University of Louisville
This paper concerns syntactic, extra-formal insertions within sonata-form expositions in the early string quartets of Luigi Boccherini (1743–1805). Specifically, I examine situations in which a problematic primary theme and transition obscure the identity of the transition and, potentially, the beginning of the secondary theme. I identify a set of insertions between the transition and secondary theme that clarify the organization of the exposition by supporting the division at the exposition’s rhetorical midpoint. This paper discusses Boccherini’s interesting solutions to a compositional problem in an effort to better understand the composer’s personal style as well as the early-Classical style.
These aberrant insertions are limited within Boccherini’s oeuvre to selected movements from his String Quartets, op. 2, G. 159–164 (1761), namely the second movements of the String Quartet in E Major, G. 163 and the String Quartet in C Minor, G. 159. Both movements include situations wherein the transition is indistinguishable from the primary theme. In G. 163, the primary theme and transition are fused to create a single, brief phrase that unexpectedly modulates to conclude with a half cadence in the dominant key. In G. 159, the transition uses the primary theme’s melody and concludes with an unexpected half cadence in the dominant key. The insertions that follow the transition are constructed around a standing-on-the-dominant one might expect to find before the end of the transition, but which in fact occurs after the transition’s concluding cadence and a literal or rhetorical gap.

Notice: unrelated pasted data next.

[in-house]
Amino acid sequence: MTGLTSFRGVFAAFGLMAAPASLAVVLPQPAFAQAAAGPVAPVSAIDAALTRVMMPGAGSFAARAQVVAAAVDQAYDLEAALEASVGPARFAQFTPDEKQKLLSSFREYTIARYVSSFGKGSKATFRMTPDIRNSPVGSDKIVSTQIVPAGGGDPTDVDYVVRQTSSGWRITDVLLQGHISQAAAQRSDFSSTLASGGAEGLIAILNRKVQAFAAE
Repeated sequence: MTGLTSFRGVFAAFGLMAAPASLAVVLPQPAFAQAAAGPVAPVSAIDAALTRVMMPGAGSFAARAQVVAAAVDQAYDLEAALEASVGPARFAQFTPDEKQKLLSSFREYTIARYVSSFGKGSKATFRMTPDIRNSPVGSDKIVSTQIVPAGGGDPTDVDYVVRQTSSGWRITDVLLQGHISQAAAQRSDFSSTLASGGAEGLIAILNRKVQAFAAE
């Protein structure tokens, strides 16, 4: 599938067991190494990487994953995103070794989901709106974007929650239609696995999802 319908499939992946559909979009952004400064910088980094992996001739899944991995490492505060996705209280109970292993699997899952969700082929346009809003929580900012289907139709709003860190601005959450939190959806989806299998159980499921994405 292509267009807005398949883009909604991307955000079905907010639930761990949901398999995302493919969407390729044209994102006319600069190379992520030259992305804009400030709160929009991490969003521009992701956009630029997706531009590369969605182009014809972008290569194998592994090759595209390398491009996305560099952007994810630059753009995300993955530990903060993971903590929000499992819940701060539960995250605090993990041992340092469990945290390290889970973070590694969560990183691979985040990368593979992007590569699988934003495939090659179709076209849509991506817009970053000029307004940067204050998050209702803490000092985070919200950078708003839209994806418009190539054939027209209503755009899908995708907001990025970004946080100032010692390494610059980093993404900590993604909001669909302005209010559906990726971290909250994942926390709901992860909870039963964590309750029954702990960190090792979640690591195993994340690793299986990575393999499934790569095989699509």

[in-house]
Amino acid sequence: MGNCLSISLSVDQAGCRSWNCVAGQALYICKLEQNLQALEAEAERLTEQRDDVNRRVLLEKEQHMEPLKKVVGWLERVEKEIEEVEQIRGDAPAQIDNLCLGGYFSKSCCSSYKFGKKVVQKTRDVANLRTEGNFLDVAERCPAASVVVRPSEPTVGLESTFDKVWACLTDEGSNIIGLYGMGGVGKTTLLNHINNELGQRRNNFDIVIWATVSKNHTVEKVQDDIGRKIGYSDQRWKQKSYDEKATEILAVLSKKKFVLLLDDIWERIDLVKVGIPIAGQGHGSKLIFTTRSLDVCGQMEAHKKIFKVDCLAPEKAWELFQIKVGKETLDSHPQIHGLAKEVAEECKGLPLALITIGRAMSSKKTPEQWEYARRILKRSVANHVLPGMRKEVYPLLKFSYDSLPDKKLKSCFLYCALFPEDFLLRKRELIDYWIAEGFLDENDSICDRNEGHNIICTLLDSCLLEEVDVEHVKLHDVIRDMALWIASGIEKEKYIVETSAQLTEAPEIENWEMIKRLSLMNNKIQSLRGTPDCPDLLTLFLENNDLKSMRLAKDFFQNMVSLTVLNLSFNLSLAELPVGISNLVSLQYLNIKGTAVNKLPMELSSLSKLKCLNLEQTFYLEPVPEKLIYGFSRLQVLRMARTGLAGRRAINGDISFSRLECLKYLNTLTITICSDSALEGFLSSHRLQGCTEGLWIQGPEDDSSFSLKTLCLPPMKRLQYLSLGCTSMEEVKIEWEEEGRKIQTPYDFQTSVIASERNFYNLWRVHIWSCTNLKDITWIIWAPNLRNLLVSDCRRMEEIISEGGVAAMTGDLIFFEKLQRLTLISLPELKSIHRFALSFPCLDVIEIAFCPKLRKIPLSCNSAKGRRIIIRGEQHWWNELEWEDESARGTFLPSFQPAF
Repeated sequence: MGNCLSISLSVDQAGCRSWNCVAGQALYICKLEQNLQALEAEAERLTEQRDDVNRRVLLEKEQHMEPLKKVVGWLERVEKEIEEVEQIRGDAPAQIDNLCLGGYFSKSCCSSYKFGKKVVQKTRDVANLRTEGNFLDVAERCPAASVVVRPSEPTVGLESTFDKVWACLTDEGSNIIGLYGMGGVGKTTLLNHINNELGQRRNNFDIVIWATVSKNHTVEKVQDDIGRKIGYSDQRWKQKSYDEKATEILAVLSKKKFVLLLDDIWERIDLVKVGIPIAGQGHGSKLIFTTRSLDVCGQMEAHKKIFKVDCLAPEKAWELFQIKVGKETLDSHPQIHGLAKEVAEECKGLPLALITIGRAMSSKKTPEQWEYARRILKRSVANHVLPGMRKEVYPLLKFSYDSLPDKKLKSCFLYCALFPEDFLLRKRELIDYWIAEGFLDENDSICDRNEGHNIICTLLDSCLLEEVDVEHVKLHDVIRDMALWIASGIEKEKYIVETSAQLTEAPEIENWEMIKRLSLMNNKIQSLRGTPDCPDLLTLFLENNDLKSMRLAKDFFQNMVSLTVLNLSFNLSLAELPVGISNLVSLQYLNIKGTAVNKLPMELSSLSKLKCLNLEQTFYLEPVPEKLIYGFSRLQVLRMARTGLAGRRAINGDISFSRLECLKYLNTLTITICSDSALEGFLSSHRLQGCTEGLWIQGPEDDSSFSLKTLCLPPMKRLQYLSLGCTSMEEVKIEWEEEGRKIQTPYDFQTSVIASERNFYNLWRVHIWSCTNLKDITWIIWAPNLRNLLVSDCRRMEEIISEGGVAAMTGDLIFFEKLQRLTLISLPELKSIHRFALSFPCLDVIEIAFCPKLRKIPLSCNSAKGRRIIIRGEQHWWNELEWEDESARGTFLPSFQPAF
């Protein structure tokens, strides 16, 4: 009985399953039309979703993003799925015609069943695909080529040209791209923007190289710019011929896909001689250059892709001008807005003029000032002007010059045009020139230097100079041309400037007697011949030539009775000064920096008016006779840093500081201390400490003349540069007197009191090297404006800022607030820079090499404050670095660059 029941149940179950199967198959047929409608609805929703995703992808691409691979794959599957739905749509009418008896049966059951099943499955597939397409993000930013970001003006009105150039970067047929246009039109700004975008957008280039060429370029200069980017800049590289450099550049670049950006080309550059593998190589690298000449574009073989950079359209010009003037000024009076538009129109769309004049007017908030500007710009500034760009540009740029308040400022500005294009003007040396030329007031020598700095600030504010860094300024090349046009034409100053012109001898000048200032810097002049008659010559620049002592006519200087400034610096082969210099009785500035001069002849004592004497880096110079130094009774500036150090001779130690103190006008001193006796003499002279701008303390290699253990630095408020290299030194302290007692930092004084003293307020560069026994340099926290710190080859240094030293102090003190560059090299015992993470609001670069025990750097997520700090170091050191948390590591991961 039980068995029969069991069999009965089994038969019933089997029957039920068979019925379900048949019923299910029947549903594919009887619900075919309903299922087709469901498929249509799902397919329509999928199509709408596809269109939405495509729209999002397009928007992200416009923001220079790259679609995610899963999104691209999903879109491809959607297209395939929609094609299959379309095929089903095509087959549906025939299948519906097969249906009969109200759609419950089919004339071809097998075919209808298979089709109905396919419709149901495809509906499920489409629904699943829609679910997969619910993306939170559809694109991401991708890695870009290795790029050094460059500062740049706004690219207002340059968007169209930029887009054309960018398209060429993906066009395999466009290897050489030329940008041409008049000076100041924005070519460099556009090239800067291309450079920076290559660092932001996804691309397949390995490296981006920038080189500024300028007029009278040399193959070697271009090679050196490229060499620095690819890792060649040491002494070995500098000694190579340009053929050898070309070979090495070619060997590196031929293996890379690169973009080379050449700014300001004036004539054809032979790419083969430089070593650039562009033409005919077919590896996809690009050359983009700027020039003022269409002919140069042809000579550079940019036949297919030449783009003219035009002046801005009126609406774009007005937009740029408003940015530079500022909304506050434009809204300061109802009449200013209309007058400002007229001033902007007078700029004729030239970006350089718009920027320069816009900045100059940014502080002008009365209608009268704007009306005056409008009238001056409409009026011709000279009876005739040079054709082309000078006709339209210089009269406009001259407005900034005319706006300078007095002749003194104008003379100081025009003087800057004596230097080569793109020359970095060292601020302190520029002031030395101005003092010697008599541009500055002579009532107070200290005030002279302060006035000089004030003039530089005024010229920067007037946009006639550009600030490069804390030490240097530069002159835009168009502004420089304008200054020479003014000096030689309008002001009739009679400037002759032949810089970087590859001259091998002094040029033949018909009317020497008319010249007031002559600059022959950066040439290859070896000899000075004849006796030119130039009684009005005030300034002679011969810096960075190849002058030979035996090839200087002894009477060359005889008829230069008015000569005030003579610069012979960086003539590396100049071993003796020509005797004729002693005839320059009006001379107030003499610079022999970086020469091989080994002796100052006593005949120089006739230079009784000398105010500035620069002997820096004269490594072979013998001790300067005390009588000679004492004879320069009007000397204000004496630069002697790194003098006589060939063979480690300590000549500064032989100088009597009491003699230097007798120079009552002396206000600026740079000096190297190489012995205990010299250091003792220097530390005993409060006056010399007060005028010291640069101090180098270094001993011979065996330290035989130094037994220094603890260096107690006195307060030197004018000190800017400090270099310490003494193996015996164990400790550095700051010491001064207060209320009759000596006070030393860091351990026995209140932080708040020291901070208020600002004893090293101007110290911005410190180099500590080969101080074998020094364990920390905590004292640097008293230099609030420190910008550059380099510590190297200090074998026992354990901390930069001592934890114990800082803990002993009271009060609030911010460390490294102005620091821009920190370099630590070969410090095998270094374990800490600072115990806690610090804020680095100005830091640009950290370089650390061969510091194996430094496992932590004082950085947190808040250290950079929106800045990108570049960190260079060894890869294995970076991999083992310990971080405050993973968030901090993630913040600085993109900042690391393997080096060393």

Rebecca Long is a visiting lecturer at the University of Louisville in Louisville, Kentucky, United States. She holds a Ph.D. in music theory from the University of Massachusetts Amherst, as well as degrees from the University of Southern Mississippi and the University of Arkansas. Long has previously taught at the University of Houston and Mars Hill University.
Dr. Long’s research interests include musical form, music of the early- and mid-eighteenth century, and music theory pedagogy. She has presented research at the annual meetings of the South Central Society for Music Theory, Music Theory Midwest, and the Texas Society for Music Theory as well as the biannual Pedagogy Into Practice conference.